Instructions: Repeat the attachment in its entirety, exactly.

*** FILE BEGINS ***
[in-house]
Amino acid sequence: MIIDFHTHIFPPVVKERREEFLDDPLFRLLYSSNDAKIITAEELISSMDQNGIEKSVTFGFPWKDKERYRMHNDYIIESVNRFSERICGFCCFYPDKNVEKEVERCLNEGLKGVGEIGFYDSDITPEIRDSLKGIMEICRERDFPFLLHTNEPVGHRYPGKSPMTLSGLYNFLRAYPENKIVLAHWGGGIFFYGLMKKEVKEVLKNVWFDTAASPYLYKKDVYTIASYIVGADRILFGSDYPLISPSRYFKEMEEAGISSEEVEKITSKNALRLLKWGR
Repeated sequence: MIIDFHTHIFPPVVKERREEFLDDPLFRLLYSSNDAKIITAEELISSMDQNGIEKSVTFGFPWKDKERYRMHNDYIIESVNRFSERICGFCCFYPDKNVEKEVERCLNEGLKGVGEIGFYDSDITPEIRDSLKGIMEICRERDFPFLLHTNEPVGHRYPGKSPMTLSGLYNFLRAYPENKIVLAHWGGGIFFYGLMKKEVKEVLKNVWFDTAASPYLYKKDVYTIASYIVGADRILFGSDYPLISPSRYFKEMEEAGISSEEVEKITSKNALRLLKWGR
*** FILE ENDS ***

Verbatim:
[in-house]
Amino acid sequence: MIIDFHTHIFPPVVKERREEFLDDPLFRLLYSSNDAKIITAEELISSMDQNGIEKSVTFGFPWKDKERYRMHNDYIIESVNRFSERICGFCCFYPDKNVEKEVERCLNEGLKGVGEIGFYDSDITPEIRDSLKGIMEICRERDFPFLLHTNEPVGHRYPGKSPMTLSGLYNFLRAYPENKIVLAHWGGGIFFYGLMKKEVKEVLKNVWFDTAASPYLYKKDVYTIASYIVGADRILFGSDYPLISPSRYFKEMEEAGISSEEVEKITSKNALRLLKWGR
Repeated sequence: MIIDFHTHIFPPVVKERREEFLDDPLFRLLYSSNDAKIITAEELISSMDQNGIEKSVTFGFPWKDKERYRMHNDYIIESVNRFSERICGFCCFYPDKNVEKEVERCLNEGLKGVGEIGFYDSDITPEIRDSLKGIMEICRERDFPFLLHTNEPVGHRYPGKSPMTLSGLYNFLRAYPENKIVLAHWGGGIFFYGLMKKEVKEVLKNVWFDTAASPYLYKKDVYTIASYIVGADRILFGSDYPLISPSRYFKEMEEAGISSEEVEKITSKNALRLLKWGR